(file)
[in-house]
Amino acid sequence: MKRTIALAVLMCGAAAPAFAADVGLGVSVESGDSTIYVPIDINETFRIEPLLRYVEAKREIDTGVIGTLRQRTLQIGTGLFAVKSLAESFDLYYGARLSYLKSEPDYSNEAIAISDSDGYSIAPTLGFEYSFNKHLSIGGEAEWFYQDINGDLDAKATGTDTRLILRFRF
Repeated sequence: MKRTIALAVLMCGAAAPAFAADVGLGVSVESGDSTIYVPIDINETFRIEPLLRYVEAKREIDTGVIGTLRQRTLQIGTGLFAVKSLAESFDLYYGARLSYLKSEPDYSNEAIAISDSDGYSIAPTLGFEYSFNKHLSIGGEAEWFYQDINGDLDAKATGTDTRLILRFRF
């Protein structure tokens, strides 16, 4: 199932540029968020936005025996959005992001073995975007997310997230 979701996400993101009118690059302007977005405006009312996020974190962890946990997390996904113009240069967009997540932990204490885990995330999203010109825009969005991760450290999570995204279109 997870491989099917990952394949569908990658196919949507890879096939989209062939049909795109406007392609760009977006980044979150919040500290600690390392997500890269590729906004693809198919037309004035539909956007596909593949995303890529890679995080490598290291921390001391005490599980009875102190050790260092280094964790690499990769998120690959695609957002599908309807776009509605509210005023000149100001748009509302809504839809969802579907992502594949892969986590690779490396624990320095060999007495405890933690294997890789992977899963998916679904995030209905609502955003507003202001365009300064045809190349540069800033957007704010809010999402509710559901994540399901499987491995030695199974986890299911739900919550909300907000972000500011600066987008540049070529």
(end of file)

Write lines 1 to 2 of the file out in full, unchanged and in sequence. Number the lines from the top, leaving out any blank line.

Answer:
[in-house]
Amino acid sequence: MKRTIALAVLMCGAAAPAFAADVGLGVSVESGDSTIYVPIDINETFRIEPLLRYVEAKREIDTGVIGTLRQRTLQIGTGLFAVKSLAESFDLYYGARLSYLKSEPDYSNEAIAISDSDGYSIAPTLGFEYSFNKHLSIGGEAEWFYQDINGDLDAKATGTDTRLILRFRF